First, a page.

Saturday, November 12, 2011

Preserving Floyd: Apple Pie Filling Spiced 2 Ways

I really love having pie fillings on my shelf because they get used in so much more than just traditional pies.  I'm only a few minutes away from cobblers, turnovers, fruit dumplings, cake fillings, and ice cream toppings to name a few.  This year I did 2 six quart batches of apple pie filling and spiced each batch differently giving me two distinctly different flavors.  This is a great example of safely customizing a tested recipe to your tastes by simply switching up the spicing/seasoning.

I follow the NCHFP recipe for apple pie filling.  The ingredients are charted out for a 1 quart batch and a 7 quart batch of pie filling making it easy to adapt ingredients to the quantity of apples you have to work with.  I followed the 7 quart batch instructions.  For single quart batches or multiples of quarts less than seven, click on the NCHFP link.  The tips I provide can be applied to any size batch.

I like using a combination of different varieties of apples for a more complex apple flavor.  Overall I try for a 50-50 mix of tart and sweet.  This year I used Granny Smith (tart), Golden Delicious (sweet), and Maggie Bowen (an eating apple with floral overtones that falls between the two).  The recipe calls for apple juice and you can use commercial juice that's 100% apple without added sugar or a local apple cider.  I prefer a locally pressed fresh cider because a good cider is itself a blend of different apples and lends even more complexity to the overall apple flavor.

You'll also see that the recipe calls for an ingredient called "Clear Jel".  Clear Jel is modified cornstarch that is recommended for use in home canning.  It doesn't break down in acid food mixtures nor thicken enough to interfere with thorough heating of the pie filling during boiling water bath processing.  It used to be a little difficult to find but many grocery stores now carry it during canning season and I've been able to find it year round at the Bread Basket.

Ingredients for 7 quart batch
Blanched, sliced fresh apples 6 quarts
Granulated sugar 5-1/2 cups
Clear Jel® 1-1/2 cup
Cinnamon OR Quatre Epices 1 tbsp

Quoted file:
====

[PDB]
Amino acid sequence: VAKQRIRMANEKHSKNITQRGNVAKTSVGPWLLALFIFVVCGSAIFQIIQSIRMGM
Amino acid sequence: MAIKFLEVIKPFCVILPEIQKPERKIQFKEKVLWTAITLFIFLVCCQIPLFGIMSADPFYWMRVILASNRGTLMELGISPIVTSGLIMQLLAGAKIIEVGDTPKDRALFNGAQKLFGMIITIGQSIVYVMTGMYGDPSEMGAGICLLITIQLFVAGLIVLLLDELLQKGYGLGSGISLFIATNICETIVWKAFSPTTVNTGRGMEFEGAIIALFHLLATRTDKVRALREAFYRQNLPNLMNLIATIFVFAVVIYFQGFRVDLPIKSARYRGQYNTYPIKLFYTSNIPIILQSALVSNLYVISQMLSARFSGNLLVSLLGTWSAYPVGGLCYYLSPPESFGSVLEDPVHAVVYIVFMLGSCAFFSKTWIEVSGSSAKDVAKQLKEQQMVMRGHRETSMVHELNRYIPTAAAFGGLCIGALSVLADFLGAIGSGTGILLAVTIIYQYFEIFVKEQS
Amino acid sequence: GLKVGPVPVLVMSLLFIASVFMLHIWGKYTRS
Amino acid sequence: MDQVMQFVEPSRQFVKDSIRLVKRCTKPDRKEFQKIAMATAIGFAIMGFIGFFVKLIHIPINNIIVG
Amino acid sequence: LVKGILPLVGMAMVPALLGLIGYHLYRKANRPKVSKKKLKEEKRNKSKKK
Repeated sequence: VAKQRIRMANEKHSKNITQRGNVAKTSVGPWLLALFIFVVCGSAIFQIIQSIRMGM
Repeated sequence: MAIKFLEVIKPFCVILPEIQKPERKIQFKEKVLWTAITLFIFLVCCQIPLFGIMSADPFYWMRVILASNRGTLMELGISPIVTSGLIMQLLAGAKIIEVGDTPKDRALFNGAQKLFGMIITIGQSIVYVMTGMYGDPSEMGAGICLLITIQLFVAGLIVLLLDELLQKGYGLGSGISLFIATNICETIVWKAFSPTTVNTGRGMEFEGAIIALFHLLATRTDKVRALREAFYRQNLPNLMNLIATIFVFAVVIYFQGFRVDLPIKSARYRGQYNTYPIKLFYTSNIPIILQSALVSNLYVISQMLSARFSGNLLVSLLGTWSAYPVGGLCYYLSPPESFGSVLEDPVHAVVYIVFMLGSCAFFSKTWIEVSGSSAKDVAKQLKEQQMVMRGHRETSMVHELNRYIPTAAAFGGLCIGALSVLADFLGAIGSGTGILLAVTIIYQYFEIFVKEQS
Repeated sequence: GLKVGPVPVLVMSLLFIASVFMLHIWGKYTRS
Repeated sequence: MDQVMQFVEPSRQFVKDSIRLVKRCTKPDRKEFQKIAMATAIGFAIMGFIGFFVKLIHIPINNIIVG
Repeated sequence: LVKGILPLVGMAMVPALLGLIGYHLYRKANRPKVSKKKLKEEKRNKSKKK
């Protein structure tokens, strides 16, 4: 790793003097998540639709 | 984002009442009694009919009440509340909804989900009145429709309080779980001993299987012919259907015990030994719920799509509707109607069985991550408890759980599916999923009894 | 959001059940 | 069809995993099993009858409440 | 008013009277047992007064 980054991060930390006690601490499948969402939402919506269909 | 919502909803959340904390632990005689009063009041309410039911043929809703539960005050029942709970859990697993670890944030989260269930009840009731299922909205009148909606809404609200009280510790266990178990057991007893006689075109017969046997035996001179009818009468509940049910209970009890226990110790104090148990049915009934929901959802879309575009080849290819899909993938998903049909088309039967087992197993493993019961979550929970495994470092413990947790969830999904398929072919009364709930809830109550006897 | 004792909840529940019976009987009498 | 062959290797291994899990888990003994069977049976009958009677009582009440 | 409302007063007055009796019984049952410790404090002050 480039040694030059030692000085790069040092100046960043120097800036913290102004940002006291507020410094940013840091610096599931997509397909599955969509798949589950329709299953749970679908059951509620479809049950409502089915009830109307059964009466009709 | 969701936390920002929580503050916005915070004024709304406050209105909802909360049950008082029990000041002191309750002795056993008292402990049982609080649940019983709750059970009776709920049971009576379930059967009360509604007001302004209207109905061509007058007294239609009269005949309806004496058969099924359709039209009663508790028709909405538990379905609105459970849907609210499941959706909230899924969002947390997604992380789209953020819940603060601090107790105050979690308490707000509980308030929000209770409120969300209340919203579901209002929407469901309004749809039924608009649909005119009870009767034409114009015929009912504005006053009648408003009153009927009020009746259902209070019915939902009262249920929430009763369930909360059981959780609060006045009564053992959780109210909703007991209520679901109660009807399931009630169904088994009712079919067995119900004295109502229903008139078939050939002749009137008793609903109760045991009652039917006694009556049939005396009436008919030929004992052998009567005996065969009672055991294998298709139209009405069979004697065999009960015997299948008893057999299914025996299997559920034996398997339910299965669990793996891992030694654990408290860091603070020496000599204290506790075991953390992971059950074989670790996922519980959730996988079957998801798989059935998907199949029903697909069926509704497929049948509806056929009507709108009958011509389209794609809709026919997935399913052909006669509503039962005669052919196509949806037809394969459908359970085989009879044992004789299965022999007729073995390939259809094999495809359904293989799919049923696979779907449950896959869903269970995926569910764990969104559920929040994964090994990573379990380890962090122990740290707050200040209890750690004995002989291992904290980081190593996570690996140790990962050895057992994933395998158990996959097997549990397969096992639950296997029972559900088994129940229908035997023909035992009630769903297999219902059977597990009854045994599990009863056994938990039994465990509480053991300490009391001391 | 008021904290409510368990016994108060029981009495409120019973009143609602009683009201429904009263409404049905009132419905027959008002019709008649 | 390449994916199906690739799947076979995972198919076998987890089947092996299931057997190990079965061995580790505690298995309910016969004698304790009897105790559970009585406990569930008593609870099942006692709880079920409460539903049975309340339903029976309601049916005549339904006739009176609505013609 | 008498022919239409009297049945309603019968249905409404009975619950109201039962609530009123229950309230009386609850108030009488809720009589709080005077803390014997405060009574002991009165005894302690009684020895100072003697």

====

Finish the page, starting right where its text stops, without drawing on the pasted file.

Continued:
Generous pinch of cayenne if using cinnamon (optional)
Cold Water 2-1/2 cups
Apple juice 5 cups
Bottled lemon juice 3/4 cup
Nutmeg (optional) 1 tsp none if using Quatre Epices
1 teaspoon vanilla extract if using Quatre Epices (optional)
1/2 teaspoon maple extract if using cinnamon (optional)
* * I used my peeler-corer-slicer gadget to prepare the apples.  Because it slices them thinly I found I had to prepare 8 quarts of apples which wound up yielding 6 full quarts of finished filling and about 3/4 of another quart left over, not enough to process the additional quart jar.  If you're using one of these gadgets you may want to prepare 9 quarts of apples to ensure 7 quarts of finished filling.

* * Safe high acid foods preservation relies on acid and temperature alone.  Sugar is not a preservative in this method.  I always prefer more of the fruit flavor as opposed to sweet so I cut back the sugar to 4 cups.

* * Apples are a very high acid food but, like tomatoes, they vary in their acidity not only between varieties but between individual apples of the same variety.  Since I increased the amount of apples I used I increased the bottled lemon juice to a cup.

On to the process...

Start the water heating in your canner.  Set up another large pot half full of water and bring it to a boil for blanching the apples.  When I filled my 2 quart measuring bowl with prepared apples I blanched them for a minute in the boiling water, drained them, and then dumped them in another large bowl covered with a towel to keep warm.  Blanching the apples stops enzymatic activity that makes them turn brown.

When all the apples have been blanched clean the pot out and return it to the stove.  In a medium bowl combine the sugar, Clear Jel, and spice of your choosing and whisk well.  When I did the more traditional cinnamon batch I added a generous pinch of cayenne in addition to the cinnamon.  I find the cayenne warms and enhances the cinnamon without being assertive itself.  Since spices (and extracts) do not interfere with the acidic balance, the blends you choose to use will turn the pie filling into one of your signature products!
Clear Jel is grainier, less poofy/powdery than cornstarch
Clear Jel by itself has an alarming tendency to form large lumps when it first hits liquid.  These will disappear during heating and whisking.  I find that combining the Clear Jel with the sugar first cuts down on this tendency.  It doesn't eliminate it entirely but the lumps are much finer and easier to stir out.

Combine the water and the apple juice/cider in the pot and add the sugar mixture.  Stir well and then turn the heat on to medium-high.
The white specks are Clear Jel.  These will stir out.
Cook and stir until the mixture just begins to bubble.  Use a long-handled spoon or whisk and be careful because the thick mixture bloops and spits more than bubbles.  Add the lemon juice and boil 1 minute, stirring constantly.  Remove from heat and stir in extract if using.  If you like, at this point you could add a little apple brandy, cognac, or Calvados.
Lumps gone.
Immediately fold in the apples a quarter bowl at a time to make sure they are thoroughly incorporated into the jel.

Quickly fill the jars with the hot mixture.  Tap the jars on a padded surface and push the apples down with a spoon while filling to remove air bubbles.

Leave 1" of head space.

As each jar is capped move it immediately into the boiling water bath.  Keeping the contents as hot as possible while filling the jars helps to be sure of thorough heating in the center of the filled jars during processing.

Process the jars for 25 minutes at sea level.  Adjust the processing time for your altitude.

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